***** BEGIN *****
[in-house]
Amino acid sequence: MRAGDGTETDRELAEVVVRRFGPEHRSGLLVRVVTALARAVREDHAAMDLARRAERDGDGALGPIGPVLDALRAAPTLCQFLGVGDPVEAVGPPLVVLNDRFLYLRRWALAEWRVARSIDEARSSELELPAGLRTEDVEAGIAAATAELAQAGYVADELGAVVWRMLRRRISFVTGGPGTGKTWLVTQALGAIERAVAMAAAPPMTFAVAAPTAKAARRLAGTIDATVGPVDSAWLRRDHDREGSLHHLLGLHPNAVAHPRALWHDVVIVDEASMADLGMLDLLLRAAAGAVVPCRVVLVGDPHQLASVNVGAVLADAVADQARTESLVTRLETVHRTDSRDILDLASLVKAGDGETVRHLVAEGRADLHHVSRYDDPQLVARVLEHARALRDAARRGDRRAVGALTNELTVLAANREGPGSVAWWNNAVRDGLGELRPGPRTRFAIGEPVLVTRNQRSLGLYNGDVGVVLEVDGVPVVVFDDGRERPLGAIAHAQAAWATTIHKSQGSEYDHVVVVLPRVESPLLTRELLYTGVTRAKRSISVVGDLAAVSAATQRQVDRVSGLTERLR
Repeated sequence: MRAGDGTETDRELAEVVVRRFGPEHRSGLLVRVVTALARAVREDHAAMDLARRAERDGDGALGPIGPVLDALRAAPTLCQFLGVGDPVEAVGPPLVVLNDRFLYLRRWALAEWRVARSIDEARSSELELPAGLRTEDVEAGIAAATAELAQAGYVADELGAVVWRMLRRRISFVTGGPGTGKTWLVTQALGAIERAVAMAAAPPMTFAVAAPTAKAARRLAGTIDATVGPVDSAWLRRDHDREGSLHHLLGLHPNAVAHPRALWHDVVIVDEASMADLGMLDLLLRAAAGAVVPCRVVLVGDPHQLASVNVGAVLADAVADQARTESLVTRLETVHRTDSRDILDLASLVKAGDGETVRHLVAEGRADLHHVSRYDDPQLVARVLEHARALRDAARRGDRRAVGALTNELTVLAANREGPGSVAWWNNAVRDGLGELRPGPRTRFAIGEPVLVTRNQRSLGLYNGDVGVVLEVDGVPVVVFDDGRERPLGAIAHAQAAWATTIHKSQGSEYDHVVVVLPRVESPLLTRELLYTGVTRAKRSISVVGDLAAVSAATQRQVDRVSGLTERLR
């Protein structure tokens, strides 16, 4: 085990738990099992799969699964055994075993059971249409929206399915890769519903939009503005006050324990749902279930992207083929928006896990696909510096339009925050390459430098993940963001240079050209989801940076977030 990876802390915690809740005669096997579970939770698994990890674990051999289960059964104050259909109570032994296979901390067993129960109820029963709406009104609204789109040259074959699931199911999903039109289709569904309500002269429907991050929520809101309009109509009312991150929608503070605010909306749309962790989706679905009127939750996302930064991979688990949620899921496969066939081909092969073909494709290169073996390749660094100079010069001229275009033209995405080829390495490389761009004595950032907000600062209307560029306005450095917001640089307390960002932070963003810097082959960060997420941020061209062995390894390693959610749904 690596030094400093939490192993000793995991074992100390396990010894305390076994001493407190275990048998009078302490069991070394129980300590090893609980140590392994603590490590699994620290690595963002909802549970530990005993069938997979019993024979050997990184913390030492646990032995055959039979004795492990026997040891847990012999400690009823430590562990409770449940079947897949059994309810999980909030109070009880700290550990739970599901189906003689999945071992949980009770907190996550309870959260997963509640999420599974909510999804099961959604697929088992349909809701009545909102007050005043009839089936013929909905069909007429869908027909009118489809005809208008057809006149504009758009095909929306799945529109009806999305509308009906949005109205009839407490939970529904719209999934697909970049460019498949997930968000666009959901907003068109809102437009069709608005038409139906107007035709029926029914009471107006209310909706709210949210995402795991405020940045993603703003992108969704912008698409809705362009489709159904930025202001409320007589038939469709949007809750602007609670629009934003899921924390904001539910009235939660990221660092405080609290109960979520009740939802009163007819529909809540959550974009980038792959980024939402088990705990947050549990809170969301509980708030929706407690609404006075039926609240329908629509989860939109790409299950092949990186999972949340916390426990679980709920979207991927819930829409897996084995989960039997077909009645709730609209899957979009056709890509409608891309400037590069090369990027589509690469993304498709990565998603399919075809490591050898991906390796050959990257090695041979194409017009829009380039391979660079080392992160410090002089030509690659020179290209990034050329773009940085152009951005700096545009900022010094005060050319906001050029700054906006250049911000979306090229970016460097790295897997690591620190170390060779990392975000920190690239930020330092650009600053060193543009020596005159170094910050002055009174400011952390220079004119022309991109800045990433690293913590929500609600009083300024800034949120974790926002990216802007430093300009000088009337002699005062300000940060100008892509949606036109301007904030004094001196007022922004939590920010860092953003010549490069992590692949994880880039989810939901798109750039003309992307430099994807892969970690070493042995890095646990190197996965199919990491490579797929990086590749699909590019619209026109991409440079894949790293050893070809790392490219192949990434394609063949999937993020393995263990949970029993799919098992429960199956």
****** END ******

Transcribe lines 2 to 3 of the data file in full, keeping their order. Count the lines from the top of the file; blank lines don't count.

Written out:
Amino acid sequence: MRAGDGTETDRELAEVVVRRFGPEHRSGLLVRVVTALARAVREDHAAMDLARRAERDGDGALGPIGPVLDALRAAPTLCQFLGVGDPVEAVGPPLVVLNDRFLYLRRWALAEWRVARSIDEARSSELELPAGLRTEDVEAGIAAATAELAQAGYVADELGAVVWRMLRRRISFVTGGPGTGKTWLVTQALGAIERAVAMAAAPPMTFAVAAPTAKAARRLAGTIDATVGPVDSAWLRRDHDREGSLHHLLGLHPNAVAHPRALWHDVVIVDEASMADLGMLDLLLRAAAGAVVPCRVVLVGDPHQLASVNVGAVLADAVADQARTESLVTRLETVHRTDSRDILDLASLVKAGDGETVRHLVAEGRADLHHVSRYDDPQLVARVLEHARALRDAARRGDRRAVGALTNELTVLAANREGPGSVAWWNNAVRDGLGELRPGPRTRFAIGEPVLVTRNQRSLGLYNGDVGVVLEVDGVPVVVFDDGRERPLGAIAHAQAAWATTIHKSQGSEYDHVVVVLPRVESPLLTRELLYTGVTRAKRSISVVGDLAAVSAATQRQVDRVSGLTERLR
Repeated sequence: MRAGDGTETDRELAEVVVRRFGPEHRSGLLVRVVTALARAVREDHAAMDLARRAERDGDGALGPIGPVLDALRAAPTLCQFLGVGDPVEAVGPPLVVLNDRFLYLRRWALAEWRVARSIDEARSSELELPAGLRTEDVEAGIAAATAELAQAGYVADELGAVVWRMLRRRISFVTGGPGTGKTWLVTQALGAIERAVAMAAAPPMTFAVAAPTAKAARRLAGTIDATVGPVDSAWLRRDHDREGSLHHLLGLHPNAVAHPRALWHDVVIVDEASMADLGMLDLLLRAAAGAVVPCRVVLVGDPHQLASVNVGAVLADAVADQARTESLVTRLETVHRTDSRDILDLASLVKAGDGETVRHLVAEGRADLHHVSRYDDPQLVARVLEHARALRDAARRGDRRAVGALTNELTVLAANREGPGSVAWWNNAVRDGLGELRPGPRTRFAIGEPVLVTRNQRSLGLYNGDVGVVLEVDGVPVVVFDDGRERPLGAIAHAQAAWATTIHKSQGSEYDHVVVVLPRVESPLLTRELLYTGVTRAKRSISVVGDLAAVSAATQRQVDRVSGLTERLR